Overcome Your Agoraphobia, Reclaim Your Life


It started off quite simply… given the numerous and growing number of public shootings in the past years, you chose to be careful in the places you frequented. You began to avoid large crowds and things like public festivals or fireworks displays – there was just too much room for error and for something to go awry.

But that fear and your avoidance of public continued to grow.

You began to feel fearful in everyday places that you previously felt safe – even the grocery store became scary. It grew to transportation, such as busses or the metro – anything that made you feel confined and trapped, like you wouldn’t be able to escape if you needed to.

These days, you barely leave the house unless forced and have even had to leave your job to find one that would allow you to work from the safety of your home.

To say the least, your fear has grown to become life changing. You no longer see your friends. You no longer enjoy going out. And your career has changed and switched paths.

What started as a fear has bloomed into uncontrollable agoraphobia – and it is now controlling you.

Exploring Agoraphobia

Agoraphobia is not just one phobia, but rather a grouping of various phobias that can include fears of leaving the home, fears of public or open spaces – such as shopping malls, movie theaters, or concerts – and travelling alone.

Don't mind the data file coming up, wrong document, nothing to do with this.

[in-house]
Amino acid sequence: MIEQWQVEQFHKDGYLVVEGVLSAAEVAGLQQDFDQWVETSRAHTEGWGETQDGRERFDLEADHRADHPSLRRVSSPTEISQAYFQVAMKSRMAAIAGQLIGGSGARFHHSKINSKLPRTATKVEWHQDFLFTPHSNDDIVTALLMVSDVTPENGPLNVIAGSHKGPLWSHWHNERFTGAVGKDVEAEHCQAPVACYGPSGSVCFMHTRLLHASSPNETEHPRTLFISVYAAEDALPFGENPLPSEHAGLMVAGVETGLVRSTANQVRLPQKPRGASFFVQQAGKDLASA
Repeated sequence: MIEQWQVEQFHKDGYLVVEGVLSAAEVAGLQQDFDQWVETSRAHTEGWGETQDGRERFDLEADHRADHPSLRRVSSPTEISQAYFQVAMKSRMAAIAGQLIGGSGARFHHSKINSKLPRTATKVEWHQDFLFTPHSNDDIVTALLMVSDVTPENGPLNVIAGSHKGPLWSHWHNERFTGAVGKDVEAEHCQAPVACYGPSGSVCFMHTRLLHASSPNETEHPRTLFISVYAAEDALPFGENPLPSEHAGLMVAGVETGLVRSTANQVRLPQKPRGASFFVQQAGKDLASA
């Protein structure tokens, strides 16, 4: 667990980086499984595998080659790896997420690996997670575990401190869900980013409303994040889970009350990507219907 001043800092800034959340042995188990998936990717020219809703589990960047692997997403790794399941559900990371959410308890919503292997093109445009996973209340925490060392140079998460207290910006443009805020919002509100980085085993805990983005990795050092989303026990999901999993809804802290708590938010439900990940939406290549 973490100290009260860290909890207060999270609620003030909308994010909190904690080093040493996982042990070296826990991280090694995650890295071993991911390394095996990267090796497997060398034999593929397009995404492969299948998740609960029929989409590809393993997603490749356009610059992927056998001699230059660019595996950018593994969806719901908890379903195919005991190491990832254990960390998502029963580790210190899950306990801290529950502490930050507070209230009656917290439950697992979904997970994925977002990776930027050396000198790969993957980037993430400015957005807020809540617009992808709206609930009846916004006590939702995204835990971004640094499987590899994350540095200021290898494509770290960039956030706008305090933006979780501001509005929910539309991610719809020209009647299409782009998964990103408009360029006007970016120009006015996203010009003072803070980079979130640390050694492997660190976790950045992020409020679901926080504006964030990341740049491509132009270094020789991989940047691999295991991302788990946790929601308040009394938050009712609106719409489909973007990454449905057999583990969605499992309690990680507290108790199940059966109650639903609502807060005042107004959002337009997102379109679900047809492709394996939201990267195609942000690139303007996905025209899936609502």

This branch of panic disorders causes the sufferer to avoid situations that may cause them to feel trapped, helpless, or embarrassed. Sufferers often feel unprotected in most situations or locations, often avoiding them all together, though some are able to face public places with the help of a familiar companion, such as a close friend or family member.

Studies estimate that approximately 3.2 million adults within the United States (or approximately 2.2 percent) suffer from this life changing phobia.

Most agoraphobia stems from a conditioned response – for example, a strong reaction following 9/11 and an empathetic response that turned to severe fear of being in a similar environment in the future.

People officially diagnosed with agoraphobia have a fear or anxiety about a minimum of two of the following situations:

o Being in enclosed spaces, such as shopping malls, movie theaters, or schools

o Standing in line or being in a crowd

o Leaving their home by themselves

o Being in an open space, such as a park, parking lot, or public street, or on a bridge

o Using public transportation, including, but not limited to, a boat, plane, train, bus, or metro system

Their fears and anxieties are more than just closely held – they impact their relationships and how they live their life, often times restricting their options, behaviors, and self. They avoid situations that put them in the way of encountering the above scenarios, not only missing out on opportunities, but often destroying their own progress both personally and professionally.

Overcoming Your Agoraphobia

Like most phobias, to overcome agoraphobia, you have to look it in the eye. Because it is a form of a panic disorder, therapy is a must for most people. Cognitive behavioral therapy is one form commonly used, though medicinal approaches are also taken quite frequently for this phobia.

Of course, the first step to overcoming your phobia is to explore your own behavior and fear to determine whether your reactions are hindering your own life and progress. If your fear has become life changing, altering your relationships, personal life, and preventing your professional growth and performance, now is the time to take action.

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